5. The team should place all contaminated materials into the bucket with sealed lid. This container will be the primary device to return the objects to the mercury recycler. They should inspect the area and atmosphere for any residual indication of mercury vapors. A wax-like sealant can be applied over the surface area to cover any residual mercury, if applicable. Occupational Safety and Health Administration standards limit the exposure risks to vapor to be no more than 0.2 mg/L. Great care must be taken to inspect all the areas before declaring the site safe for employees. The team also should collect the tools, gloves, boots, etc., and put these into separate containers for disposal.
Another common spill situation occurs when mercury has been spilled in a doctor’s office and winds up on carpeting. The same skill and observation to detail must be followed to complete the cleanup task. Application of the amalgamation powder and collection with a mercury-only vacuum is the preferred method. The affected carpet area is then cut out and ripped up, with all items, including the vacuum cartridge, put into disposal containers for return to the recycler. Vapor analysis will indicate if additional treatment is needed.
Occasionally, mercury is spilled outside and into the surrounding soil. Great care must be taken to set up a perimeter around the contaminated area and to collect the soil for cleaning. Soils vary in type and consistency, and commonly, the mercury is found very close to the surface. The soil can be taken off site for reclamation via distillation or by using a combination of forming layers of the amalgamation powder and sand, making a slurry of the soil and water and passing the mixture through the filter media. The effluent should be tested for mercury contamination and the filter media retained for processing at the recycler.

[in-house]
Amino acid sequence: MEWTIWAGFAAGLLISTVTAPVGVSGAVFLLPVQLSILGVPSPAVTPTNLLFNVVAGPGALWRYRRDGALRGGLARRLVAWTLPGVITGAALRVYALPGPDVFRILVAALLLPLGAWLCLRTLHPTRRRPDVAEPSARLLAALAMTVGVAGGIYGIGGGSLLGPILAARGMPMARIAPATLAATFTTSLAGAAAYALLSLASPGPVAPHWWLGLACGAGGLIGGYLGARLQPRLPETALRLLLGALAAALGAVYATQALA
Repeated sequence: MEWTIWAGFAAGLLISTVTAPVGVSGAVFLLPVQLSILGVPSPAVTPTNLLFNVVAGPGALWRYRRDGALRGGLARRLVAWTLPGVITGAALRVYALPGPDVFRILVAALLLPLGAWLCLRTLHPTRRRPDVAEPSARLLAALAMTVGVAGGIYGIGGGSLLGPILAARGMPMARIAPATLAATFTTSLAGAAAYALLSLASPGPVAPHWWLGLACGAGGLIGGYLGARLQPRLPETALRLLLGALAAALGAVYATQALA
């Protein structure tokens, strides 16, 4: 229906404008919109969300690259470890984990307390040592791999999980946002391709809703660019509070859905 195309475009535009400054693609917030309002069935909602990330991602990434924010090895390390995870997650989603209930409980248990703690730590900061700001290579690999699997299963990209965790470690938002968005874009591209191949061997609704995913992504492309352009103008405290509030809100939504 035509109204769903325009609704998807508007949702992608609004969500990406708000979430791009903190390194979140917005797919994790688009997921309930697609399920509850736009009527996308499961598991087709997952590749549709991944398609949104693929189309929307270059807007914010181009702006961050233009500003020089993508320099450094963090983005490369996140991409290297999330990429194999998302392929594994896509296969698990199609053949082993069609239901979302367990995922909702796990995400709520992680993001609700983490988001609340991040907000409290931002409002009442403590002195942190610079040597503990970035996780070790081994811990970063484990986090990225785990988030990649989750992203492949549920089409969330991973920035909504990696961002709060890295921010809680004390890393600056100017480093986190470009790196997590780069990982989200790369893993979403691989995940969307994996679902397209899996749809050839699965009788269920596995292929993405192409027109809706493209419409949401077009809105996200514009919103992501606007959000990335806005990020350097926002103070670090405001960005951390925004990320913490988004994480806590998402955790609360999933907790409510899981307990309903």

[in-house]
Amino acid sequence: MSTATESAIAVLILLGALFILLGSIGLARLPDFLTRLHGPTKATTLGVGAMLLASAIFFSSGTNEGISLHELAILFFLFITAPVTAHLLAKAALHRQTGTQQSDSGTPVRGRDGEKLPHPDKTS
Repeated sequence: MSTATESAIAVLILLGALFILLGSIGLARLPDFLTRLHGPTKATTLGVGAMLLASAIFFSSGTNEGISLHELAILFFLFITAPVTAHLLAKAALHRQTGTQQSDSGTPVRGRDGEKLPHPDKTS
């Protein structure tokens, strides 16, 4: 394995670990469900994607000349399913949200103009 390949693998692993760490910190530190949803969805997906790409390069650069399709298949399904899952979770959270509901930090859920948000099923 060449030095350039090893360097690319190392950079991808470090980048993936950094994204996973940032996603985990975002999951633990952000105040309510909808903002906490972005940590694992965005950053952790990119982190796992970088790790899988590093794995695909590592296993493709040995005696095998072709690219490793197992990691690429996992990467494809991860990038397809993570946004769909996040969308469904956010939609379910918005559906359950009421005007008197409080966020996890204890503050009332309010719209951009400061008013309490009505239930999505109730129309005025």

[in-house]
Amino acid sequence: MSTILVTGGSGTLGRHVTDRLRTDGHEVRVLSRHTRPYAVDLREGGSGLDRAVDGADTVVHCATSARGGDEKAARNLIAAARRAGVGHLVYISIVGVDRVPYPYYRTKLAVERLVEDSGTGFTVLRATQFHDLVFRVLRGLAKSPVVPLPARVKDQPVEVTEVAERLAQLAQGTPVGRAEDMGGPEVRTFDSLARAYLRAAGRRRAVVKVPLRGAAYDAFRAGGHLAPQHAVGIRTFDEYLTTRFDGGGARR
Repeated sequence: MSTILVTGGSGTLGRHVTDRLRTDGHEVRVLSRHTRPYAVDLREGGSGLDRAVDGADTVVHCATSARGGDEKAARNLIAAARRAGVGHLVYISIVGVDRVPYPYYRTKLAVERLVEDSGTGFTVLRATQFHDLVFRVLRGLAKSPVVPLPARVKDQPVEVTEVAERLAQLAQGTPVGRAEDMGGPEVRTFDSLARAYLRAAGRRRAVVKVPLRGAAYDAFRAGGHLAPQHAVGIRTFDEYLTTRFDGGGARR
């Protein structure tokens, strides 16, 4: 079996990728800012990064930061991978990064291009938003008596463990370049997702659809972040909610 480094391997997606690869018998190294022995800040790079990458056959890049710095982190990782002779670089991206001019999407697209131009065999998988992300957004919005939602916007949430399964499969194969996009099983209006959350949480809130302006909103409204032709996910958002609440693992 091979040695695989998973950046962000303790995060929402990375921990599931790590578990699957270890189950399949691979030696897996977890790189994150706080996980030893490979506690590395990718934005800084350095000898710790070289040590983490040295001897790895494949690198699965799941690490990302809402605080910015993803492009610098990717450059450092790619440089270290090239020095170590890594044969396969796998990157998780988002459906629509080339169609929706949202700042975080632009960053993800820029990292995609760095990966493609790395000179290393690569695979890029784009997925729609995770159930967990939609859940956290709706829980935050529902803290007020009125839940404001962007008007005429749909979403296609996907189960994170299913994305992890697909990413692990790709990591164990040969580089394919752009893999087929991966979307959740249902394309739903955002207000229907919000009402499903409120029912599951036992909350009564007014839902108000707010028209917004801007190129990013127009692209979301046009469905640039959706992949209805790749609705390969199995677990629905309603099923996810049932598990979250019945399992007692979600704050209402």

Recyclers have additional precautions they must take in handling mercury-bearing waste. The U.S. Environmental Protection Agency's Greenlights program, for example, has set standards for fluorescent bulb disposal and mercury reclamation.

For more information about standards, recycling facilities, and how to set up a collection program contact the Mercury Awareness Program or the Association of Lighting and Mercury Recyclers.

About the Author

Mark Ceaser is General Manager of OMNI/ajax, a manufacturer of spill control materials for mercury spills. He is currently pursuing a Masters of Business Administration at Marywood University, Scranton, PA. As a result of his efforts, Ceaser was recently awarded the Melvin Medal Award for Excellence for Library Utilization for his efforts in "Lighting the Future"